The Wonder of Britain is returning to ITV this August. Julia chats to English Heritage about the 12,000 mile odyssey that explores her favourite destinations throughout the amazing country we call Great Britain.
It includes the shores of our coastlines from Scotland down to Cornwall, and explores our regal history in many unique locations combining the British countryside at it’s best! In combination the episodes create a picture of a dynamic country as a whole, which is brought into your living room with the skilful use of state of the art filming techniques.
Episode 3 – Our Coastal Story
Thursday 6th August 2015 (9.00 to 10pm)
Being an island, our coasts are highly important in the make up of the countries that are Great Britain. This episode explores the shores of two distinctive isles of Scotland, the Isle of Barra and Isle of Lewis. A voyage down South to the Cornish town of Fowey provides some picturesque and historical scenery. Then finally, there are some astounding wartime caves to rediscover at the English Heritage site, Dover Castle.
Episode 4 – Our Royal Story
Thursday 13th August 2015 – 9pm (9.00 to 10pm)
Great Britain has a unique regal history and there are many locations that tell numerous stories of our past. In Cornwall, the English Heritage site at Tintagel is the first location to start this journey. Along the coast on the Isle of Wight, Osborne House is visited as it plays an important role Queen Victoria’s life. A final trip to town ends behind the scenes at the Household Cavalry.
Episode 5 – Our Countryside Story
Thursday 20th August 2015 (9.00 to 10pm)
The final episode packs a lot in, a perfect representation of Great Britain itself! The Isle of Skye is a great starting point when looking at the dramatic volcanic history. Moving to Cheddar Gorge where the ice glaciers have carved their way through the landscape. Castle Farm lavender fields in Kent show the beauty in modern farming, and how modern farming has changed the land. The final Wonder for this journey ends in the Derbyshire Peak District with a very special person.
Julia Bradbury speaks with English Heritage about her new ITV series the ‘Wonder of Britain’
Tell us a bit about ‘Wonder of Britain’?
We’ve chosen some of the favourite wonders that make Britain great. From our industrial and royal heritage, to rolling countryside, dramatic coastline and beautifully eclectic buildings, this 12,000-mile journey around the country takes me to some of Britain’s most spectacular locations. From stately homes and bird-filled archipelagos to giant engineering achievements and deep dizzying gorges. The series is beautifully captured using the latest digital cameras, combined with aerial and time-lapse photography. It’s a picture rich experience that really draws in the viewer.
It looks like an action-packed series – what was your favourite activity?
I abseiled off Cheddar Gorge, zip wired across the Eden Project, took a RIB over to the Isle of Skye and landed a sea plane at Barra airport in the Outer Hebrides… I think flying over our landscape is always special. To see mountains and even buildings from hundreds of feet above gives you a very distinctive and exciting perspective.
You visited both modern and historical ‘wonders’? What do you think it behind our ongoing fascination with history?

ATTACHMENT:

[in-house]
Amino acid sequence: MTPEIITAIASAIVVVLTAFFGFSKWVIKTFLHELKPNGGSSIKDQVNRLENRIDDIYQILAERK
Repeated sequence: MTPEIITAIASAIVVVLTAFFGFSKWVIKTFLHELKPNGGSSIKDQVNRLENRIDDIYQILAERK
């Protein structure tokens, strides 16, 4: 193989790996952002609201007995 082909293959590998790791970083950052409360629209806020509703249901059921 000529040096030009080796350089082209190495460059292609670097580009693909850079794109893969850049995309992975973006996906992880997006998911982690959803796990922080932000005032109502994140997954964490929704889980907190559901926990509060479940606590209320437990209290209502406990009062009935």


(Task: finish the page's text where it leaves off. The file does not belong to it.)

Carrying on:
The saying goes that ‘those who don’t know history are destined to repeat it ’. I think we’re all a bit intrigued by important passages of time and events that have shaped our current situation. Visiting key locations gives you the time to really contemplate people’s actions and the mood of the moment and that can be more engaging than reading about it.
Is history important to you? Any era in particular?
You joined us at Kenilworth Castle to find out more about Queen Elizabeth I. What is it about the Virgin Queen that you find so appealing?
Kenilworth Castle is what I call a glorious ruin and the place lovelorn Lord Robert Dudley tried, but failed, to win the heart of the Virgin Queen. It seeps history and still stands so beautifully in my eyes. Elizabeth I was the ultimate strong woman, who sacrificed love and personal contentment for her country. To marry would have been to surrender her power – something she wasn’t prepared to do….
…. And what was it like dressing in her clothes?
Dressing as her was fascinating and time consuming! There were layers and layers needed to create that very iconic look that she perfected and honed over the years. It was important for her to maintain an image (and disguise her age) so a lot of effort went into the frocks and make-up. She was given some bum information though – slapping lead on your face to lighten ones skin probably wasn’t the best idea….
You visited Dover Castle and donned a WRNS uniform deep within the Secret Wartime Tunnels. Did it give you a taste of what it might have been like for the women stationed there in the forties?
The secret network of tunnels and the history behind the strategy used to save the nation during the evacuation of Dunkirk in WW2 is fascinating. I think for men and women alike the entire experience must have been both terrifying and electrifying. Dressing as a WRN was very entertaining for my grandmother who remembered the era well!
…And did you enjoy firing the gun?
It was to say the least – a blast. Ha ha. Sorry.
‘Are there other parts of England’s history you’d like to discover in future series?
We have a seemingly endless supply of fascinating and gorgeous places in the UK, making the shortlist for this series was incredibly difficult, there are hundreds of places I’d still like to explore and discover! From buildings such as the grand Kedleston Hall in Derbyshire, The Royal Botanic Gardens in Kew to the secret islands hidden away in the Norfolk Broads.